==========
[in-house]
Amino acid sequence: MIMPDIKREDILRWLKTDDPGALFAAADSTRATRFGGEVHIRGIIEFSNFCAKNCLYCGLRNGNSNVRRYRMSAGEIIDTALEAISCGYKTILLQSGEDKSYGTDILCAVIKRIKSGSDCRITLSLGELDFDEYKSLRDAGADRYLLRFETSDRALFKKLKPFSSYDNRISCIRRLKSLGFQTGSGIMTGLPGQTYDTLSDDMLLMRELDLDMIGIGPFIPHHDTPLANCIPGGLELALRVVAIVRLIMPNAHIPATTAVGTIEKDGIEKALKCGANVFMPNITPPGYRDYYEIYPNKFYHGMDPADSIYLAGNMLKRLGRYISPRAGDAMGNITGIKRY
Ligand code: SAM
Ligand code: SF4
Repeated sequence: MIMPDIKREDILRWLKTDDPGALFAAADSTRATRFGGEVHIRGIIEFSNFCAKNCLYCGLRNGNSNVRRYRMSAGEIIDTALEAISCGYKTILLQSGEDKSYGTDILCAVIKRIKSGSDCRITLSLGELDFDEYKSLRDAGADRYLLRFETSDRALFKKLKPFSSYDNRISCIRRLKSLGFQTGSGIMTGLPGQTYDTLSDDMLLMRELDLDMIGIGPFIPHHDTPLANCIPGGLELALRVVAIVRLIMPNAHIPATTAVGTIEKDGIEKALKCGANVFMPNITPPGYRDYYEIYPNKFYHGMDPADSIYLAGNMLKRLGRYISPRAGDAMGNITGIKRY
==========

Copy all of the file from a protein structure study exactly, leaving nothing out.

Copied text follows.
[in-house]
Amino acid sequence: MIMPDIKREDILRWLKTDDPGALFAAADSTRATRFGGEVHIRGIIEFSNFCAKNCLYCGLRNGNSNVRRYRMSAGEIIDTALEAISCGYKTILLQSGEDKSYGTDILCAVIKRIKSGSDCRITLSLGELDFDEYKSLRDAGADRYLLRFETSDRALFKKLKPFSSYDNRISCIRRLKSLGFQTGSGIMTGLPGQTYDTLSDDMLLMRELDLDMIGIGPFIPHHDTPLANCIPGGLELALRVVAIVRLIMPNAHIPATTAVGTIEKDGIEKALKCGANVFMPNITPPGYRDYYEIYPNKFYHGMDPADSIYLAGNMLKRLGRYISPRAGDAMGNITGIKRY
Ligand code: SAM
Ligand code: SF4
Repeated sequence: MIMPDIKREDILRWLKTDDPGALFAAADSTRATRFGGEVHIRGIIEFSNFCAKNCLYCGLRNGNSNVRRYRMSAGEIIDTALEAISCGYKTILLQSGEDKSYGTDILCAVIKRIKSGSDCRITLSLGELDFDEYKSLRDAGADRYLLRFETSDRALFKKLKPFSSYDNRISCIRRLKSLGFQTGSGIMTGLPGQTYDTLSDDMLLMRELDLDMIGIGPFIPHHDTPLANCIPGGLELALRVVAIVRLIMPNAHIPATTAVGTIEKDGIEKALKCGANVFMPNITPPGYRDYYEIYPNKFYHGMDPADSIYLAGNMLKRLGRYISPRAGDAMGNITGIKRY